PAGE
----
Jose Glover, the original owner, left Britain in 1638 in hopes of starting the first printing press in America. He died while crossing the Atlantic, and his wife went on to marry the first president of Harvard College. The year that Glover’s Great Salt arrived in the Massachusetts Bay Colony is when the first enslaved Africans arrived. Glover’s experience forms a kind of inverse Middle Passage—his was a carefully documented death during the trans-Atlantic journey. Contrast this with the countless unknown Africans who died crossing the ocean, many of whom were captured and sold into slavery because they were teachers and Quranic scholars who’d traveled to coastal West African trading posts to purchase paper from Europeans.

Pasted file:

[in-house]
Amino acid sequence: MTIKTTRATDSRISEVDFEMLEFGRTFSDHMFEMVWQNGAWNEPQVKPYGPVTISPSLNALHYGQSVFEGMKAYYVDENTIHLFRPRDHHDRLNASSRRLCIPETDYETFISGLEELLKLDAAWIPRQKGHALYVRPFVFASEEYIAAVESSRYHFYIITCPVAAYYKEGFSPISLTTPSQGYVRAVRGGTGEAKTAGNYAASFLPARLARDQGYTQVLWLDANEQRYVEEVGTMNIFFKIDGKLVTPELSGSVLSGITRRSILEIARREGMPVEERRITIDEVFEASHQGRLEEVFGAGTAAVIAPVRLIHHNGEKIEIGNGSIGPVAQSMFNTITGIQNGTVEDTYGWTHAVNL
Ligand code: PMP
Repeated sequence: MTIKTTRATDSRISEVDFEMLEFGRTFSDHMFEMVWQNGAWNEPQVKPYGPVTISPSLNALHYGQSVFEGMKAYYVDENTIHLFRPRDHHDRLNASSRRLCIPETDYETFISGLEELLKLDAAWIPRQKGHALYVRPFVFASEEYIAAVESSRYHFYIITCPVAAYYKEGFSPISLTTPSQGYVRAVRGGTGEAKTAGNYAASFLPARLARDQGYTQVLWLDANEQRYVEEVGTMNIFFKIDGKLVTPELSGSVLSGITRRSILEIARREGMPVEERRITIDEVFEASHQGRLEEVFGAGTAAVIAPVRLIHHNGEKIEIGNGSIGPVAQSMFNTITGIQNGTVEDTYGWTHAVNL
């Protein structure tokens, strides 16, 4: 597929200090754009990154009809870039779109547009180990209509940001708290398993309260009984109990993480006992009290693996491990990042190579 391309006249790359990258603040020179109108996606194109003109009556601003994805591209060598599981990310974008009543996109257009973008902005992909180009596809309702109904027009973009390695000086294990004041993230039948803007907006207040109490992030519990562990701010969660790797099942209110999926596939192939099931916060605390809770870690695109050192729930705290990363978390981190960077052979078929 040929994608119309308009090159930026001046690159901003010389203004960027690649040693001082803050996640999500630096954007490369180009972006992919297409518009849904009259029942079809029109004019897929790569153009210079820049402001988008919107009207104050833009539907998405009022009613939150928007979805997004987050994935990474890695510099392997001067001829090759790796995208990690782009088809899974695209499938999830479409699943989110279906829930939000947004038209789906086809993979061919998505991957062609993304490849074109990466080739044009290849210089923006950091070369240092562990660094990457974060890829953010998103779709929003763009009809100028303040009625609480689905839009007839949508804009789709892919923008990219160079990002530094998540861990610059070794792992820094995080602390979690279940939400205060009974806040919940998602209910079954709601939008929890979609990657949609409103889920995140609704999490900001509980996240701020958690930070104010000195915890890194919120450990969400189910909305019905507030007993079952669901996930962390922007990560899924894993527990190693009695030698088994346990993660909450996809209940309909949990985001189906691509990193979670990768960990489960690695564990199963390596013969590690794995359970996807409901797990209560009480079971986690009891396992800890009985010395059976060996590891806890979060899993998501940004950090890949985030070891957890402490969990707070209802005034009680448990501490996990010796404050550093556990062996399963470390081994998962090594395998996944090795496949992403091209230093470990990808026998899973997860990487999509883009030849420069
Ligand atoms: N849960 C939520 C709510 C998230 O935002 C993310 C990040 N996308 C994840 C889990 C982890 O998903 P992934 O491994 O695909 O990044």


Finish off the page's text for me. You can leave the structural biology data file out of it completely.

My installation is centered on a museum display that holds approximately 40 electronic synthesizer modules, connected with multicolored cables. Considered together, these components form a laptop-free modular synthesizer, which powers the audio for the installation. Some of the synthesizers’ brushed aluminum faceplates are engraved with excerpts from John Winthrop’s “The City upon a Hill” (1630), a sermon delivered while crossing the Atlantic from Britain to New England. The synthesizer modules sprawl in a nonlinear fashion, inviting the text to be read in the same open-ended, neither-beginning-nor-end way. On top of the museum display is a one-to-one scale replica of The Great Salt, made from salt.